Mulan (Yifei Liu) disguises herself as a male warrior in order to save her father. She ends up saving all of China.

Fans of the original animated feature ‘Mulan’ will likely find themselves missing various elements of the 1998 movie. There’s no Mushu (though there is a phoenix that appears at random) or Shang. He is now split into two characters due to the problematic relationship of him being Mulan’s commander. Also omitted are the songs (certain lyrics from them feature in the dialogue, and musical motifs recall the soundtrack), but this feels appropriate. This is a different tone of movie that wouldn’t be fitting to turn into a musical. ‘Mulan’ marks Disney’s first 12A-certified live-action remake because of the violence in it. You wouldn’t call it bloody, but there is moderate violence and threat which might be a lot for very young viewers.

Certain elements of the action are effective, the fight choreography, raid sequences and training montage look great, but the pacing is too fast. The movie packs in a lot of story, going as far back as Mulan’s childhood, which establishes she’s naturally skilled at fighting, flexible and strong. But one scene rushes into the next, it goes by in a flash. The emotional beats never land because you’re not given a chance to breathe and just sit with a moment. The editing by David Coulson is a total hack job. You can’t appreciate the fight choreography because he’s opted for a Michael Bay-inspired style of cutting the movie.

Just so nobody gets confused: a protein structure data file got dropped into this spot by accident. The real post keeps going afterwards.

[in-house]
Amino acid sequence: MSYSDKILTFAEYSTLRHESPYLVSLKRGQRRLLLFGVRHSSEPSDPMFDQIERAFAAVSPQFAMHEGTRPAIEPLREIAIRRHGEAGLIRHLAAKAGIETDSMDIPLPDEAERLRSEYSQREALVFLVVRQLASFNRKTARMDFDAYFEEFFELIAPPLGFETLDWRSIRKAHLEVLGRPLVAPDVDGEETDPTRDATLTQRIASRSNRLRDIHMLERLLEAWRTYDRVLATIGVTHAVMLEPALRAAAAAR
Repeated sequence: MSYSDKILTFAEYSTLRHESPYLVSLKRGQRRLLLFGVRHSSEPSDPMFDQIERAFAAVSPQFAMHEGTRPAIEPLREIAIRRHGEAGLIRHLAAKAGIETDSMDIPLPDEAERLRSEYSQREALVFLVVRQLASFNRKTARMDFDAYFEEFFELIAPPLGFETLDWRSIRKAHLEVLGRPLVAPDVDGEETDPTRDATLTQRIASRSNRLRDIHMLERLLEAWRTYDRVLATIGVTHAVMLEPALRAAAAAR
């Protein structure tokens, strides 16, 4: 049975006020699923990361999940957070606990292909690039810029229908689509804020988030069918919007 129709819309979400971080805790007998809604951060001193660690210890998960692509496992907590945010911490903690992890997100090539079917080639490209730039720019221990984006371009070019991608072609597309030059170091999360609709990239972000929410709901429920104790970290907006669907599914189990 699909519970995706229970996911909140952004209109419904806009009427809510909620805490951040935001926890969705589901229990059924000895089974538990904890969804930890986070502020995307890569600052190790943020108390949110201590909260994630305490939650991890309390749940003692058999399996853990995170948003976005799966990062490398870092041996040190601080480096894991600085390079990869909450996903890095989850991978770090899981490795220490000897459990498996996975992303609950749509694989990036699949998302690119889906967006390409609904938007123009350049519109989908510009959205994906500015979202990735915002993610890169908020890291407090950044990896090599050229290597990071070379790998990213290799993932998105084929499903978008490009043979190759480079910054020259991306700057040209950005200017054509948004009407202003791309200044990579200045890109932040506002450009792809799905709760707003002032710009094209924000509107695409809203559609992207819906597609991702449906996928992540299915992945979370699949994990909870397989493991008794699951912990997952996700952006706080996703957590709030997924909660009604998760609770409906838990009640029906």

Regarding the performances, Yifei Liu is excellently cast as ‘Mulan’. Gong Li, known for such films as ‘Memoirs of a Geisha’, ‘Curse of the Golden Flower’, and ‘Miami Vice’, plays another fabulous villain, the witch Xianniang. The relationship between their characters as powerful women who evoke two sides of the same coins makes an interesting addition and change from the original. Elsewhere, martial arts legend Donnie Yen (‘Ip Man’, ‘Rogue One’) feels underused, as is Jet Li. Jason Scott Lee (‘Dragon: The Bruce Lee Story’) is another great villain in Bori Khan.

There are some nice call backs to the animated movie, for example, there’s a scene with a chicken early on and the army guys are great fun, and additions like Mulan’s sister, but it generally lacks the charm of what came before. There’s a vibrant use of colour, although it can suffer from the same problem as the ‘Aladdin’ remake in that the sets look staged and unnatural. It’s a fine movie but one still isn’t convinced that these Disney live-action remakes are a good idea.

'Mulan' streams on Disney+ from September 4.